The Need for 3D AOI


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The continuing trend towards miniaturization of components, more advanced component packaging with finer lead pitches, and increasing component densities in smaller PCB sizes are driving the need for an even more accurate inspection systems to detect defects in PCB assemblies.

According to a new report by industry analyst MarketsandMarkets, the global AOI market is expected to reach $1 billion by 2022, registering a CAGR of 17.1% between 2016 and 2022. The report added that 2D AOI systems, which have been widely accepted and have been in use for many years, will continue to hold a larger share of the overall AOI systems market due to their advantages such as cost-effectiveness, high-speed inspection, and the ease of programming.

Fig1_SLasMarias_Jun2017.JPGIn fact, in our recent survey on inspection, the majority—or 60%—of the respondents from the EMS and PCB assembly industries say they are still using 2D AOI.

Technological advancements in terms of cameras, optics, and lighting have made 2D AOI suitable for detecting defects such as missing or wrong components, loose components, component misalignment, solder bridges, and solder balls, to name a few.

However, 2D AOI has its own set of disadvantages: it is incapable of true co-planarity inspection; it doesn’t provide volumetric measurement data; increased probability for escapes; and it has a high false call rate, according to an article by Brian D’Amico of Mirtec Corp.

Meanwhile, Kevin Garcia of Nordson YESTECH explains that, while the coplanarity of height-sensitive devices such as BGA packages and leaded components can be inspected in 2D using multi-angled colored lighting and side-angle cameras, these will be susceptible to an increase in false calls, a need for additional programming and cycle time, and possible escapes.

These factors underscore the need for 3D technology in inspection strategies. According to the report by MarketsandMarkets, various advantages of 3D AOI systems such as capability to inspect co-planarity of components, detecting lifted leads, and reduction in false call rates are contributing to the growth of the 3D AOI system market. In fact, 3D AOI systems are expected to grow at a high CAGR in the overall AOI system market between 2016 and 2022.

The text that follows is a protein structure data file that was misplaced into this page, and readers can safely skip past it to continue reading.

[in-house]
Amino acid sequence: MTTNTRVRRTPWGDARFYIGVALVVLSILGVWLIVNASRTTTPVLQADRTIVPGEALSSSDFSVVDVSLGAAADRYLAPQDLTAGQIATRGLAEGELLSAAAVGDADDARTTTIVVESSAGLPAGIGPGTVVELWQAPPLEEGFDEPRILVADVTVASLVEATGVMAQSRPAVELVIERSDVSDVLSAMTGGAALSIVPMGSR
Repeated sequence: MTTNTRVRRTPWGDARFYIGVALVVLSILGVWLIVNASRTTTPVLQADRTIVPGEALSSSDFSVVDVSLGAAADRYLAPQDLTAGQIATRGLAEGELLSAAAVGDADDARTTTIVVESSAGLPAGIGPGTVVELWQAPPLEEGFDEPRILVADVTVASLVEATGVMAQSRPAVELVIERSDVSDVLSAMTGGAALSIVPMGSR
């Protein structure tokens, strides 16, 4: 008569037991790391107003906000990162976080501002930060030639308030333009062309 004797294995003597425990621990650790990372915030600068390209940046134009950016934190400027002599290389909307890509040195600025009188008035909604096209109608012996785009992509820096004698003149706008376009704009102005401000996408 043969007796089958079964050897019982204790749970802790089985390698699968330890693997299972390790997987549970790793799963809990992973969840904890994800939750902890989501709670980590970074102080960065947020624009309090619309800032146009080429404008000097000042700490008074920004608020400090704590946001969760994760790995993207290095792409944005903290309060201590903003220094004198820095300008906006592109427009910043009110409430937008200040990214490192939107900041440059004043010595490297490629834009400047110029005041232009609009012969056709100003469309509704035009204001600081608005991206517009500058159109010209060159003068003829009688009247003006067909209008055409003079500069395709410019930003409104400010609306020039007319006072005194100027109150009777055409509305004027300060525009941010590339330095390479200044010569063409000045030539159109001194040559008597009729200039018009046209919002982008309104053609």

Going back to Figure 1, majority of those who answered “No” commented that they do have plans to adopt 3D AOI in their inspection lines; some within the next 12 to 18 months.

Before, inspection was viewed as something that doesn’t add value—human visual inspection was often enough. However, as reliability became critical in markets such aerospace and automotive electronics, the potential cost of failure overcomes the cost of installing automated inspection systems that would ensure quality and reliability of the systems being manufactured. Thus, every manufacturer now utilizes 2D or 3D AOI inline or offline in their manufacturing plants. According to our survey, majority or more than 60% of the respondents with inspection equipment installed have seen improvements in their manufacturing process—through early detection of potential defects and improving failure rates. This has also led to increased yields—according to more than half (52%) of the respondents, having an inspection strategy has resulted in at most a 10% improvement in yields. Nearly a quarter (24%) of the respondents, on the other hand, have achieved between 26% and 50% improvement in yields.

To read the full version of this article, which appeared in the June 2017 issue of SMT Magazine, click here.

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